Video footage of an apparent murder on a London train thrusts crusading journalist Lydia into a terrifying web of money, politics and power, in sophisticated, shockingly believable contemporary thriller A witness but no victim. A crime but no crime scene…
‘Brutal, brilliant and razor sharp. Blood Red City is pure adrenaline rush from the first page to the last’ Chris Whitaker
‘A searing, white-hot journey through the dark underbelly of modern London. Bristling with tension, danger and seamed with the constant threat of violence … Blood Red City confirms Rod Reynolds status as one of the greatest crime talents of his generation’ Tim Baker
When crusading journalist Lydia Wright is sent a video of an apparent murder on a London train, she thinks she’s found the story to revive her career.
But she can’t find a victim, much less the killers, and the only witness has disappeared. Wary she’s fallen for fake news, she begins to doubt her instincts – until a sinister call suggests that she’s not the only one interested in the crime. Michael Stringer deals in information – and doesn’t care which side of the law he finds himself on.
But the murder on the train has left him exposed, and now he’ll stop at nothing to discover what Lydia knows. When their paths collide, Lydia finds the story leads through a nightmare world, where money, power and politics intersect … and information is the only thing more dangerous than a bullet.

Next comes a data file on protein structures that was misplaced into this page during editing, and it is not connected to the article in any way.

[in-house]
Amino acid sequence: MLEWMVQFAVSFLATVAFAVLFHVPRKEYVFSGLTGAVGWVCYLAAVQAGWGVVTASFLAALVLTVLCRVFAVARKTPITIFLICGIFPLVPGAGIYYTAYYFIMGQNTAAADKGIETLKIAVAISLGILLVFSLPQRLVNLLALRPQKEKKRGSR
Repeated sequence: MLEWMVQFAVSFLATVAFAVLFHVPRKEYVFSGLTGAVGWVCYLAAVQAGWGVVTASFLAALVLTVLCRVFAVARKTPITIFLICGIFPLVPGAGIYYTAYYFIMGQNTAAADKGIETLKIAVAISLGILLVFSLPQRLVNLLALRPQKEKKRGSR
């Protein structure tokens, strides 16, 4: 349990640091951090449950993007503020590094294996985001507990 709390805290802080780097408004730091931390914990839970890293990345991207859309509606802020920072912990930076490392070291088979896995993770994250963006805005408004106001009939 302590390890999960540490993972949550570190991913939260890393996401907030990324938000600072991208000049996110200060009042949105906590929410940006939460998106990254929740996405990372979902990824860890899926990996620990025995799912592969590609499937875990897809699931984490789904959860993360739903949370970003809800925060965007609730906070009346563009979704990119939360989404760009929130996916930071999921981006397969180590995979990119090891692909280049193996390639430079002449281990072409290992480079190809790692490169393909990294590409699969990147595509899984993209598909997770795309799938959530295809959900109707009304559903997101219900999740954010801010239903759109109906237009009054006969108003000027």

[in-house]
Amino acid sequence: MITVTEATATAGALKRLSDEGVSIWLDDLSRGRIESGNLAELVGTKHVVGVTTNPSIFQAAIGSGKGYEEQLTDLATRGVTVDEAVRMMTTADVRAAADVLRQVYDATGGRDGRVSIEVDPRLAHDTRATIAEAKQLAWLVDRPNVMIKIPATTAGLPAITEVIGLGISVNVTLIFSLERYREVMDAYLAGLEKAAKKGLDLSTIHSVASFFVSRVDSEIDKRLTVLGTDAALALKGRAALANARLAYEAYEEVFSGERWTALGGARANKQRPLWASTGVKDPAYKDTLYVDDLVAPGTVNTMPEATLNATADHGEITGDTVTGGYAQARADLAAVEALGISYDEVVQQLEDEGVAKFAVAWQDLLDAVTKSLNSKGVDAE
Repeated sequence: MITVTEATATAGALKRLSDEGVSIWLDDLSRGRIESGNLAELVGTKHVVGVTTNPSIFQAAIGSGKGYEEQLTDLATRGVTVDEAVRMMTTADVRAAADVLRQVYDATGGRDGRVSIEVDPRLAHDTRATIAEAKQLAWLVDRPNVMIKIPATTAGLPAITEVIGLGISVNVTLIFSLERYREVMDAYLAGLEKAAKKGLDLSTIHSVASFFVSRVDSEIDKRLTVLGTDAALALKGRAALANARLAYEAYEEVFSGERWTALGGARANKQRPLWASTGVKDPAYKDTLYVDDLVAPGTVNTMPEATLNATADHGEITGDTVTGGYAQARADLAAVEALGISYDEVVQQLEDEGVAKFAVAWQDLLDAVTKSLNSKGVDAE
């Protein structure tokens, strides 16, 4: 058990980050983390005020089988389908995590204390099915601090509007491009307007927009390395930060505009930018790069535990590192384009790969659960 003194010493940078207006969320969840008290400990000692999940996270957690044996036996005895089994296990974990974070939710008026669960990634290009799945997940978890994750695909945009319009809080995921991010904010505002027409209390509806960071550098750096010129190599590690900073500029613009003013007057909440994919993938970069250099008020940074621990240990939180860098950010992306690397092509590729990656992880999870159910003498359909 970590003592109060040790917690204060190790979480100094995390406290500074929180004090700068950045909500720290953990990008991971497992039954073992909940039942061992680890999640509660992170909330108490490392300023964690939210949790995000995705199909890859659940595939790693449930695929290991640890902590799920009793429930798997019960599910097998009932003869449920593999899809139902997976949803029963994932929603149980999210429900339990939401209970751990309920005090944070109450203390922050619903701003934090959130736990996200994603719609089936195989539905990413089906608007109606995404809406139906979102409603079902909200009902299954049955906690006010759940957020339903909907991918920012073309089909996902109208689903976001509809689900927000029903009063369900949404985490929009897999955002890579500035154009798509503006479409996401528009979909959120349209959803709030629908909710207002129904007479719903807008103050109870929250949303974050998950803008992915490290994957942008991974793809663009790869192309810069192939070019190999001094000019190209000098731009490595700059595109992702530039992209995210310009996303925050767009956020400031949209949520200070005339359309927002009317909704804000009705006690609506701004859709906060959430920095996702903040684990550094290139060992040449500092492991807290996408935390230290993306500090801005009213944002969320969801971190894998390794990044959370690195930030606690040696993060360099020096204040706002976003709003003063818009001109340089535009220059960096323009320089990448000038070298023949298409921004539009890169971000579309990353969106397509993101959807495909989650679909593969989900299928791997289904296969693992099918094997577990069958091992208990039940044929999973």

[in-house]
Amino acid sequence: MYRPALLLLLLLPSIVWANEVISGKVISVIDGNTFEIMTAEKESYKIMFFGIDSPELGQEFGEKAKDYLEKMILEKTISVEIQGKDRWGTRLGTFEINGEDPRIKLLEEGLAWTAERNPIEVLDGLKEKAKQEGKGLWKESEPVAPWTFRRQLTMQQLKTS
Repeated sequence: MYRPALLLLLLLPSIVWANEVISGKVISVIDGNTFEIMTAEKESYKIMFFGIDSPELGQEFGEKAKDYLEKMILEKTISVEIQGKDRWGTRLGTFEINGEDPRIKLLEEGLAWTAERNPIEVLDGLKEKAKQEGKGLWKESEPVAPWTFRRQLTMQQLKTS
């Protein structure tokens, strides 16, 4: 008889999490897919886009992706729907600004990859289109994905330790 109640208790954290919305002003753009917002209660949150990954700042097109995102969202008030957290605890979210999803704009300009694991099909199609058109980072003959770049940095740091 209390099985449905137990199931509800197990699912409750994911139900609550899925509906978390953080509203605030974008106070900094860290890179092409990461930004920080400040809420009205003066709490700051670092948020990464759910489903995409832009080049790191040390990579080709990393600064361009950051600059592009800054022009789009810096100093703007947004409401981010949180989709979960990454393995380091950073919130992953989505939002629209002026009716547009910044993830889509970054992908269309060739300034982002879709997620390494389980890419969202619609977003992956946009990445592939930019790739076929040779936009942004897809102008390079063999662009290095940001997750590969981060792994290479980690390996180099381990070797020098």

A nerve-shattering and brutally realistic thriller, Blood Red City bursts with energy and grit from the opening page, twisting and feinting to a superb, unexpected ending that will leave you breathless.
‘An outstanding page-turner that ratchets up the tension as it builds via a labyrinthine plot towards a satisfying and well-crafted climax … relevant and at times alarming, Blood Red City slaloms its way through the world of social media, geopolitics and hi-tech innovation with compelling conviction’ G.J. Minett
‘A well-researched, complex and fully realised story with three-dimensional lead characters. The creeping tension and mistrust is palpable and there’s an absolutely cracking end reveal’ Shots Magazine